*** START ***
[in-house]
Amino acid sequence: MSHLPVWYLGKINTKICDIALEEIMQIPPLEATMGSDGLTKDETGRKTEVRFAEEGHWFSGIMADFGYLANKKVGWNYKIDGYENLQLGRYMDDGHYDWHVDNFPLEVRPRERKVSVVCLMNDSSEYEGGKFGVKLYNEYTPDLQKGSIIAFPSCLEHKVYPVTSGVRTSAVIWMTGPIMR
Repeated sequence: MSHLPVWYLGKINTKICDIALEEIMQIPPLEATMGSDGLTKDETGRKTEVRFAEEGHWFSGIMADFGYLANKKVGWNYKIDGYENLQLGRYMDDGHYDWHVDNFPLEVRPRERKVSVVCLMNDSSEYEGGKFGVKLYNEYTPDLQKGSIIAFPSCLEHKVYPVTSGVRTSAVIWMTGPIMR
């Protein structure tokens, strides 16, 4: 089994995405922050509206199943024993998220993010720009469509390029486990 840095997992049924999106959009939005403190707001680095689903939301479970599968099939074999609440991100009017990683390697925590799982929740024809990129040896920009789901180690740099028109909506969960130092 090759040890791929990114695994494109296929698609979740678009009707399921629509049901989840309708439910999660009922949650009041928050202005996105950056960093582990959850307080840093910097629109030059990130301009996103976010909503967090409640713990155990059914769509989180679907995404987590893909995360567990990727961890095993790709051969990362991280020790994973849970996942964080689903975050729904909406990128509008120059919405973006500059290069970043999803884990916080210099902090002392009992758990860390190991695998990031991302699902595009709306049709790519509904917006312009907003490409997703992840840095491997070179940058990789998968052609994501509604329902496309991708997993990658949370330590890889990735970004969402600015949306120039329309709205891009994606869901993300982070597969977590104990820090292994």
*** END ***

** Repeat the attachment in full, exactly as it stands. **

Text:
[in-house]
Amino acid sequence: MSHLPVWYLGKINTKICDIALEEIMQIPPLEATMGSDGLTKDETGRKTEVRFAEEGHWFSGIMADFGYLANKKVGWNYKIDGYENLQLGRYMDDGHYDWHVDNFPLEVRPRERKVSVVCLMNDSSEYEGGKFGVKLYNEYTPDLQKGSIIAFPSCLEHKVYPVTSGVRTSAVIWMTGPIMR
Repeated sequence: MSHLPVWYLGKINTKICDIALEEIMQIPPLEATMGSDGLTKDETGRKTEVRFAEEGHWFSGIMADFGYLANKKVGWNYKIDGYENLQLGRYMDDGHYDWHVDNFPLEVRPRERKVSVVCLMNDSSEYEGGKFGVKLYNEYTPDLQKGSIIAFPSCLEHKVYPVTSGVRTSAVIWMTGPIMR
């Protein structure tokens, strides 16, 4: 089994995405922050509206199943024993998220993010720009469509390029486990 840095997992049924999106959009939005403190707001680095689903939301479970599968099939074999609440991100009017990683390697925590799982929740024809990129040896920009789901180690740099028109909506969960130092 090759040890791929990114695994494109296929698609979740678009009707399921629509049901989840309708439910999660009922949650009041928050202005996105950056960093582990959850307080840093910097629109030059990130301009996103976010909503967090409640713990155990059914769509989180679907995404987590893909995360567990990727961890095993790709051969990362991280020790994973849970996942964080689903975050729904909406990128509008120059919405973006500059290069970043999803884990916080210099902090002392009992758990860390190991695998990031991302699902595009709306049709790519509904917006312009907003490409997703992840840095491997070179940058990789998968052609994501509604329902496309991708997993990658949370330590890889990735970004969402600015949306120039329309709205891009994606869901993300982070597969977590104990820090292994």